SOUPer Bowl unites community to help those in need

By Tiffany Merlo Phelps
mail@floridanewsline.com 

It is SOUPer Bowl time! Okay not Super Bowl, but Nease High School students are using the football theme at the Jan. 30 fundraiser from 6 p.m. – 8 p.m., hosted at Nease, to raise money and awareness about student hunger in St. Johns County. The goal is to feed eligible students across the county, providing food during the weekends and school breaks when some students would otherwise go hungry. This is the event’s fifth year.

“It is such a feel-good event, a community event where everyone donates their time and energy to this cause,” said Patti Ann Farrar, one of the event founders and the Chef Committee chairperson. “It is the Thursday night before the real Super Bowl, so we like to think about it as a tailgating event.”
At the SOUPer Bowl, participants pay $25 to taste signature soups from more than 20 well-known local chefs and also receive a commemorative ceramic bowl made by art students of Nease, Bartram Trail High School, Creekside High School, Palencia Elementary, PVPV/Rawlings Elementary, Valley Ridge Academy and The Webster School.
Last year, Restaurant Medure Chef David Medure offered a tomato soup with charred eggplant and basil mousse and the Ice Plant of St. Augustine served a duck and white bean chili with black garlic sour cream. Sysco Jacksonville Inc. provided a bread and cheese table, disposable cups, spoons and napkins as well. All three businesses donated their time and products from the very first year, and continue to do so at each event. The tasting event has raised $120,000 in four years with all of the money going towards the cause. It costs $250 to feed one student for one year, said Farrar.
“We might spend $1,000 on this event. Everything else is donated. That is huge,” said Farrar.
Nease students work all year to help provide food for 9,000 children all across the county who are eligible for the free and reduced program, said Farrar. Students, currently partnered with Hugs Across the County, meet every week to gather, organize and pack the food for local schools. In 2015, the SOUPer Bowl began when organizers noticed that more than 100 students remained on a waiting list for weekend food, said Farrar.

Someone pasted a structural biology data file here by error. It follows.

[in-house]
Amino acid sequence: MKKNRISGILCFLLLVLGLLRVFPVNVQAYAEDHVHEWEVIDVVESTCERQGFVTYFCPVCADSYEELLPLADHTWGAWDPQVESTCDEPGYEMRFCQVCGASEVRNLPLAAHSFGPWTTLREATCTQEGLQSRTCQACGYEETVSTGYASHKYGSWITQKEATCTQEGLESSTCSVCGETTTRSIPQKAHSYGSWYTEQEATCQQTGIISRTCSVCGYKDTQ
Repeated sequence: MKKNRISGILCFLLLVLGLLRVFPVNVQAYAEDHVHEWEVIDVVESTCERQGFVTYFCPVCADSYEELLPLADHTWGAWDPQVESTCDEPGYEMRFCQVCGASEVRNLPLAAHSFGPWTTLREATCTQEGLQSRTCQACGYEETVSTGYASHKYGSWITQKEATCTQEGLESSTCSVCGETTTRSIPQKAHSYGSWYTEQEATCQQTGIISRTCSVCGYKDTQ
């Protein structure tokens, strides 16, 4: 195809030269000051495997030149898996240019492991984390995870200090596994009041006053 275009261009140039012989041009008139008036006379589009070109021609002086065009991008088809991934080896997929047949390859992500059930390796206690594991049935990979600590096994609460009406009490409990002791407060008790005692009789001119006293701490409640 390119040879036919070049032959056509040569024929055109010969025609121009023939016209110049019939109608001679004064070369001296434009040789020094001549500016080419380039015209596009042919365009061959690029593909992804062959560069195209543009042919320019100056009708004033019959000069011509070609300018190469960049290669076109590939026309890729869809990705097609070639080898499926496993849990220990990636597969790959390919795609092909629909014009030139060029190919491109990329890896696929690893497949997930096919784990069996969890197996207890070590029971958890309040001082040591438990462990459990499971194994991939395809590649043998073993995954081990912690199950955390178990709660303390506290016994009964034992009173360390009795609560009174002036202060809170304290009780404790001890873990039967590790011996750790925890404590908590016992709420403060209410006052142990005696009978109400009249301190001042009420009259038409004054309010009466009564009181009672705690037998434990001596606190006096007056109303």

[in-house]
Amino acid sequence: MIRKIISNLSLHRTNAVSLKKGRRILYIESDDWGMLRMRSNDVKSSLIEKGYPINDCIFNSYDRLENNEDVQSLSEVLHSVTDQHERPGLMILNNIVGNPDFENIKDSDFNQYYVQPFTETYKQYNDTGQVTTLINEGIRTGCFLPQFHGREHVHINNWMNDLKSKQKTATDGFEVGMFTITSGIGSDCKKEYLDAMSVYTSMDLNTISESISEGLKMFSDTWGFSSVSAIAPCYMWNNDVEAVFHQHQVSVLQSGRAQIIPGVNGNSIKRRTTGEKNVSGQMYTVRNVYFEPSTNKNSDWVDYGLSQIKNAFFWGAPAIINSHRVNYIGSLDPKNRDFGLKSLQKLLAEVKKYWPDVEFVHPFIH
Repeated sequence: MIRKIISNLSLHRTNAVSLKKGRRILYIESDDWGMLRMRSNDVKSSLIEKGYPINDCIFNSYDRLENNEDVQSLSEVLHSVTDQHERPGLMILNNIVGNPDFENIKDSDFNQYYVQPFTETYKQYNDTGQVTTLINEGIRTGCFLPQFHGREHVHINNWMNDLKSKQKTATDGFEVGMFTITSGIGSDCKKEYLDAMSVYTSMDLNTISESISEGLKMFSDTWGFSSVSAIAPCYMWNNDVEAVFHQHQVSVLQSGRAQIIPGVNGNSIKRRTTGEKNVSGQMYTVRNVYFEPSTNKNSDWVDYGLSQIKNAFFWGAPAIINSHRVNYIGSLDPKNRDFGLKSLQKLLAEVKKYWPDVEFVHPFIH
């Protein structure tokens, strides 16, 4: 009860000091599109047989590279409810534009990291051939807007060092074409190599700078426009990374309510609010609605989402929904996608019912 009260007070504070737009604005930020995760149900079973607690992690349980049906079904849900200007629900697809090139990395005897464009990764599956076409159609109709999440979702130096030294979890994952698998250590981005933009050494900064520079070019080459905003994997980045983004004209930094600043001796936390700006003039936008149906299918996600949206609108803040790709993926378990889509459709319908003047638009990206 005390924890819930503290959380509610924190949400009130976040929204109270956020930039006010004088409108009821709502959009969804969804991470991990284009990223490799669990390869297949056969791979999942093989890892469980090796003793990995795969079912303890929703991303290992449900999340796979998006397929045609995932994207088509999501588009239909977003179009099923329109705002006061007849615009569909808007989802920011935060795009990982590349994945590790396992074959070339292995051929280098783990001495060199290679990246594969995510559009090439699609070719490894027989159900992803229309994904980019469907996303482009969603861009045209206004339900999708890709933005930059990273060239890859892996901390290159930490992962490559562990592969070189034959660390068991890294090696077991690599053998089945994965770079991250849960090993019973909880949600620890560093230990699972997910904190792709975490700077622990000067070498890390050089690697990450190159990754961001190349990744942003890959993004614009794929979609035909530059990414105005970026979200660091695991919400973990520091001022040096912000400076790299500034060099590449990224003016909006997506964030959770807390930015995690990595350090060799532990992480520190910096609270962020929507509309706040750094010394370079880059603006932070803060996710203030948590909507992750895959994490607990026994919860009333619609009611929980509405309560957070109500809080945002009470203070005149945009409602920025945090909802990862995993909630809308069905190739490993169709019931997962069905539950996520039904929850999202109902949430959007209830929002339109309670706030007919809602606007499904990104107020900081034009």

“The SOUPer Bowl event is the perfect example of a support organization, local restaurants and the schools working together to provide for a need in our community,” said Nease Principal Lisa Kunze. “Nease International Baccalaureate (IB) juniors gain leadership skills in hosting the event and also throughout the school year as they practice service above self by packing meals for elementary children. The IB program encourages students to be the change agents in their communities, so the experiences this event provides are extremely valuable to our students.”
Former Nease parent Amrita Bhargava, also one of the event founders, said her children helped with the packing project and the SOUPer Bowl while at Nease. Both attended The Webster School, one of the schools for which Nease students pack meals.
“With the SOUPer Bowl, raising money is just one part of it. Another part is raising awareness. Since we live in an affluent county, people do not always understand how many children are in need,” said Bhargava. “Once people know about it, they are willing to step up. This event was just a lot of hope and desire to do something for the kids in this county.”
Bhargava said the entire school contributes to the event. The Design Academy creates an event brochure, the Art Department makes and coordinates bowl making, the Hospitality and Tourism Academy busses tables and stocks the water station, the Communication Academy produces an event video and the IB juniors handle publicity and work the event, she said.
Bhargava’s son, Rohan, now a University of Florida freshman, said he was so impacted by the SOUPer Bowl and the food packing that he now sits on the Blessings in a Backpack Regional Board, another organization that Nease has partnered with in the past to provide weekend food. Rohan said that he offers the board a student perspective, and the goal is to continue to expand the program to other schools in need.
“The weekly food packing grew into so much more with the SOUPer Bowl. It has become more of a community event,” said Rohan. 

Tickets can be purchased ahead of time at www.StudentsTackleHunger.org and will also be sold at the door. 

 

Photo courtesy Amrita Bhargava

Guests at the SOUPer Bowl.